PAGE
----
\(\Vert V-WH\Vert ^2_2/2\) of NMF solvers after 300 iterations (unit: \({\times }10^{10}\))

Method

NMF_Antilop

NMF_Coord

NMF_HALS

NMF_Accer

\(\hbox {CIFAR} + r = 150\)

2.565

2.565

2.581

2.575

\(\hbox {CIFAR} + r = 200\)

2.014

2.017

2.031

2.016

\(\hbox {CIFAR} + r = 250\)

1.625

1.630

1.649

1.636

\(\hbox {ILSVRC2013} + r = 150\)

12.390

12.409

12.400

12.433

\(\hbox {ILSVRC2013} + r = 200\)

11.070

11.089

11.116

 

\(\hbox {ILSVRC2013} + r = 250\)

10.097

10.127

10.141

 

The most optimal values are shown in bold

6 Conclusion and discussion

In the paper, we proposed an accelerated anti-lopsided algorithm to solve the nonnegative least squares problem as one of the most fundamental problems for low-rank representation. The proposed algorithm combines several algorithms and ideas, namely anti-lopsided variable transformation, exact line search, greedy block coordinate descent, and accelerated search to reduce the number of iterations and to increase the speed of the NNLS solver. These techniques aim to deal with variable scaling problems and nonnegative constraints of NNLS, although the combinational algorithm’s iteration complexity increases several times. In addition, the proposed algorithm has over-bounded linear convergence rate \([(1-\frac{\mu }{L})(1-\frac{\mu }{nL})^{2n}]^k\) in the subspace of passive variables, where n is the dimension of solutions, and \(\mu \) and L are always bounded as \(\frac{1}{2} \le \mu \le L \le n\).

In addition, we carefully compare the proposed algorithm with state-of-the-art algorithms in different research directions for both synthetic and real datasets. The results clearly shows that the proposed algorithm achieves the fastest convergence of the gradient square over passive variables and the objective value. Moreover, we investigate the effectiveness of the proposed algorithm in a real application of nonnegative matrix factorization, in which numerous NNLS problems must be approximately solved. The results also indicate that the NMF solver employing the proposed algorithm converges fastest and has the best accuracy in almost all the test cases.

Besides these advantages, our proposed algorithm still has several drawbacks such as computing and storing the Hessian matrix \((A^TA)\). Fortunately, in low-rank representation, the Hessian matrix is computed only once time, and parallel threads can use the same shared memory. Hence, the proposed algorithm can potentially be applied for low-rank representation models with Frobenius norm. In the future researches, we will apply the proposed algorithm to low-rank representation problems, especially for nonnegative matrix and tensor factorization.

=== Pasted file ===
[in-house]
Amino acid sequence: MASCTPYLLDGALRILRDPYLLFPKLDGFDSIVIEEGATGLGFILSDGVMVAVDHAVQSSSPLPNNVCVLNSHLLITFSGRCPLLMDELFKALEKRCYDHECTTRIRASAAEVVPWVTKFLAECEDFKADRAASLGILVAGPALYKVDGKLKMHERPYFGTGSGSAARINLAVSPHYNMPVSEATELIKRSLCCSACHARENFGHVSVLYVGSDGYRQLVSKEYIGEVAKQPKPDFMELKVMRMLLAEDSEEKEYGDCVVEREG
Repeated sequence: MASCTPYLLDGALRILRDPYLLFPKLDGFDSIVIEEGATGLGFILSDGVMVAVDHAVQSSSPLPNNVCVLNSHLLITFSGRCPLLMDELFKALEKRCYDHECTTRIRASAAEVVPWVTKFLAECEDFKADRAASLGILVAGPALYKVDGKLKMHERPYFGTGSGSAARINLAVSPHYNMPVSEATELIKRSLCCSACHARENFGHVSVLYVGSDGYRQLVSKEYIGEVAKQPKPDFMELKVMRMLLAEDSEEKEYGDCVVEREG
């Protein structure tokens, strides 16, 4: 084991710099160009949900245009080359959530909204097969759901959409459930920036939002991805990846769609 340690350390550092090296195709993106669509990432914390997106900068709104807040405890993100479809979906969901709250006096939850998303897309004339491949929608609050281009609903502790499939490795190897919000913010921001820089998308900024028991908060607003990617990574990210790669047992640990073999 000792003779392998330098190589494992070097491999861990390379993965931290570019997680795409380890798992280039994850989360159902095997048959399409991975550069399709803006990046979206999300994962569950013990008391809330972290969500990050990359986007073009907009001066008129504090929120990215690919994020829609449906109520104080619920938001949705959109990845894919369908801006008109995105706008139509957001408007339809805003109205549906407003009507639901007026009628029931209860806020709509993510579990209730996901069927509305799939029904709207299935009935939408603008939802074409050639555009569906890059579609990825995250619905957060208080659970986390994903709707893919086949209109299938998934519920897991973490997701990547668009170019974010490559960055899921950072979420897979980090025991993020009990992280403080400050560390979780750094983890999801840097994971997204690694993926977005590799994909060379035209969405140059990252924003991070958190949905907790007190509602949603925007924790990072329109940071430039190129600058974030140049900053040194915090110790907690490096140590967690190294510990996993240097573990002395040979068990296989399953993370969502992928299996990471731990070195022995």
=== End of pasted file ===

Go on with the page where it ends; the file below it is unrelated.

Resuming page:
Footnotes

Notes

Acknowledgements

This work was supported by 322 Scholarship from Vietnam Ministry of Education and Training, and Asian Office of Aerospace R&D under Agreement Number FA2386-15-1-4006.

Compliance with ethical standards

Conflict of interest

The authors declare that they have no conflict of interest.

References

  1. 1.
    Boyd, S., Vandenberghe, L.: Convex Optimization. Cambridge University Press, Cambridge (2004)CrossRefzbMATHGoogle Scholar
  2. 2.
    Bro, R., De Jong, S.: A fast non-negativity-constrained least squares algorithm. J. Chemom. 11(5), 393–401 (1997)CrossRefGoogle Scholar
  3. 3.
    Caramanis, L., Jo, S.J.: Ee 381v: large scale optimization fall 2012. http://users.ece.utexas.edu/~cmcaram/EE381V_2012F/Lecture_4_Scribe_Notes.final.pdf (2012)
  4. 4.
    Cevher, V., Becker, S., Schmidt, M.: Convex optimization for big data: scalable, randomized, and parallel algorithms for big data analytics. Sig. Process. Mag. IEEE 31(5), 32–43 (2014)CrossRefGoogle Scholar
  5. 5.
    Chen, D., Plemmons, R.J.: Nonnegativity constraints in numerical analysis. In: Symposium on the Birth of Numerical Analysis, pp. 109–140 (2009)Google Scholar
  6. 6.
    Dax, A.: On computational aspects of bounded linear least squares problems. ACM Trans. Math. Softw. (TOMS) 17(1), 64–73 (1991)MathSciNetCrossRefzbMATHGoogle Scholar
  7. 7.